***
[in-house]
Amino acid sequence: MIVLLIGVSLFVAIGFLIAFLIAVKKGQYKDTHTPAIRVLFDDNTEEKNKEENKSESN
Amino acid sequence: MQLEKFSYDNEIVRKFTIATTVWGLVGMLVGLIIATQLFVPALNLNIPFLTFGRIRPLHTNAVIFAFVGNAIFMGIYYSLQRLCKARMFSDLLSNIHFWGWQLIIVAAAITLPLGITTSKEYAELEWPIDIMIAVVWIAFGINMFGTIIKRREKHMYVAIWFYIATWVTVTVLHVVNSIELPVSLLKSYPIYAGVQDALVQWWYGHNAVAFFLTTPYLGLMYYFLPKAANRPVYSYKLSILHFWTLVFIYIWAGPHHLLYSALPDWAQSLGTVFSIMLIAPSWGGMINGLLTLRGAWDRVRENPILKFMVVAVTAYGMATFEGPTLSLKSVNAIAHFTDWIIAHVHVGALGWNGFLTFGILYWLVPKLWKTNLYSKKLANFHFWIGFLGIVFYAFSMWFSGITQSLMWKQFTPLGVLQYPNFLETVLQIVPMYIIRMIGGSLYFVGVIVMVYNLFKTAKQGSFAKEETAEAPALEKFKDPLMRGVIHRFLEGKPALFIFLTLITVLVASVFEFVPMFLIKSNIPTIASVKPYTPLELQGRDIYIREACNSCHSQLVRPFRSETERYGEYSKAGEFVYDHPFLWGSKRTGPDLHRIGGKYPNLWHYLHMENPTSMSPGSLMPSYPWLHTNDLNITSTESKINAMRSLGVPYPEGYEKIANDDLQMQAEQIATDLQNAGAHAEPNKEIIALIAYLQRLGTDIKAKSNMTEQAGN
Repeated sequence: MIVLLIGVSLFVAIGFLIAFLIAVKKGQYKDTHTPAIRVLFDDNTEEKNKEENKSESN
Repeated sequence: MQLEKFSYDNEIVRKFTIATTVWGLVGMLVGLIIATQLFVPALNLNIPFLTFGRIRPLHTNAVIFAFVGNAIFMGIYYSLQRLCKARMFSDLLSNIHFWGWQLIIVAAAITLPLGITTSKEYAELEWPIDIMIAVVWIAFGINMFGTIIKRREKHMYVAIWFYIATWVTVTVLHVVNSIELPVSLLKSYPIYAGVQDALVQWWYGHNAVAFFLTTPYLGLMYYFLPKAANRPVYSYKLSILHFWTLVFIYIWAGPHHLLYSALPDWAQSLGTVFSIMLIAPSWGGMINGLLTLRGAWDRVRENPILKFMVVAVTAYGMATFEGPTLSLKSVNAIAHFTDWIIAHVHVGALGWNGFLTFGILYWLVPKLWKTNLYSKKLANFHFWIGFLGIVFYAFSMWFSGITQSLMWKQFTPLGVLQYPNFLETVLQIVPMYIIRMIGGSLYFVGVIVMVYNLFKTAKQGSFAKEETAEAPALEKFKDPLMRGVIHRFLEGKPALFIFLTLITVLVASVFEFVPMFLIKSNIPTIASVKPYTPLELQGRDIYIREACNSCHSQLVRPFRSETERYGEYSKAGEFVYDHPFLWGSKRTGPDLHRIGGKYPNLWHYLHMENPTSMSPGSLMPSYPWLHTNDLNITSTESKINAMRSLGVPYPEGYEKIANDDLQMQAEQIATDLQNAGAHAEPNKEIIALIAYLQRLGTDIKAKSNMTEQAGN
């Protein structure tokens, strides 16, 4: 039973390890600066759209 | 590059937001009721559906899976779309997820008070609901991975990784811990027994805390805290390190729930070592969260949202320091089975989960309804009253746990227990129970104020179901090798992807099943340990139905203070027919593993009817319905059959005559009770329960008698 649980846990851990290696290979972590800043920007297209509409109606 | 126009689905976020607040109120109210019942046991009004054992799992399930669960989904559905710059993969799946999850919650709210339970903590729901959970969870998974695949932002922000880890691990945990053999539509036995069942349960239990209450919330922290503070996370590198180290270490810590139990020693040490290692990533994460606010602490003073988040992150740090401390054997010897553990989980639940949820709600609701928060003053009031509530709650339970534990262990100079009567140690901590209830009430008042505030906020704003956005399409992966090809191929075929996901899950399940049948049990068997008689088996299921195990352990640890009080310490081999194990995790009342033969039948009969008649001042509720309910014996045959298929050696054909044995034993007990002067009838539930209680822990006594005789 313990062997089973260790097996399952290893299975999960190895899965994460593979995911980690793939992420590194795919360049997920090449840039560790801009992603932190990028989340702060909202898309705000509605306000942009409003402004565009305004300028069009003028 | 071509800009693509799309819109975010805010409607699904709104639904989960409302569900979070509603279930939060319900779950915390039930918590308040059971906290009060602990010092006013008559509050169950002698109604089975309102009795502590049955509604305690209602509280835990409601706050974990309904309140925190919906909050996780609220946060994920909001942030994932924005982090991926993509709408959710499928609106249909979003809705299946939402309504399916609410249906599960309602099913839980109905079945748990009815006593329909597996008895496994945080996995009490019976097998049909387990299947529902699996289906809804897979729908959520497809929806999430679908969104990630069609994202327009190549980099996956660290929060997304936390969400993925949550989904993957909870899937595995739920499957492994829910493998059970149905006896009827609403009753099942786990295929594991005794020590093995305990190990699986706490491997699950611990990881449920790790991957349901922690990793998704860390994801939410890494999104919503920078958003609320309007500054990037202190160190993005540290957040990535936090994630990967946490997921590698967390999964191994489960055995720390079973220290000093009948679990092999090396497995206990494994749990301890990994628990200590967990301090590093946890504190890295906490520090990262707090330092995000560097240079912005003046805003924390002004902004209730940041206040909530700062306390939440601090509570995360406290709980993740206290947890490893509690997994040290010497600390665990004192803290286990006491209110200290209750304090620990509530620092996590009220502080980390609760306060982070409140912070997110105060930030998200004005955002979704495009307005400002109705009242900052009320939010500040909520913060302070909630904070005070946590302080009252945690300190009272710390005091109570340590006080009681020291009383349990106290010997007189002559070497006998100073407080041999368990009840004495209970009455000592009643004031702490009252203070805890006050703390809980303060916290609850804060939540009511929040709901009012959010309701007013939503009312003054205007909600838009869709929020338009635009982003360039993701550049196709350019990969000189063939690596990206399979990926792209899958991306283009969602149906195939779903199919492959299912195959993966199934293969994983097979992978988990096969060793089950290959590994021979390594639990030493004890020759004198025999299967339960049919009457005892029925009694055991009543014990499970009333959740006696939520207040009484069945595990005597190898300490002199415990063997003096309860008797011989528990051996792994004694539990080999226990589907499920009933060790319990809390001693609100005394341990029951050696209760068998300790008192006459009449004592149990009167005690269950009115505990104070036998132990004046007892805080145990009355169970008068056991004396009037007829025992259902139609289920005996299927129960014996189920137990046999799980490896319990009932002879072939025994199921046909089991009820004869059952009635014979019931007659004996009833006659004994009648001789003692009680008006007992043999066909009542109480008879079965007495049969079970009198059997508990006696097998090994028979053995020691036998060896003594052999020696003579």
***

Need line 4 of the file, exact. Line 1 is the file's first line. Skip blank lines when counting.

Repeated sequence: MIVLLIGVSLFVAIGFLIAFLIAVKKGQYKDTHTPAIRVLFDDNTEEKNKEENKSESN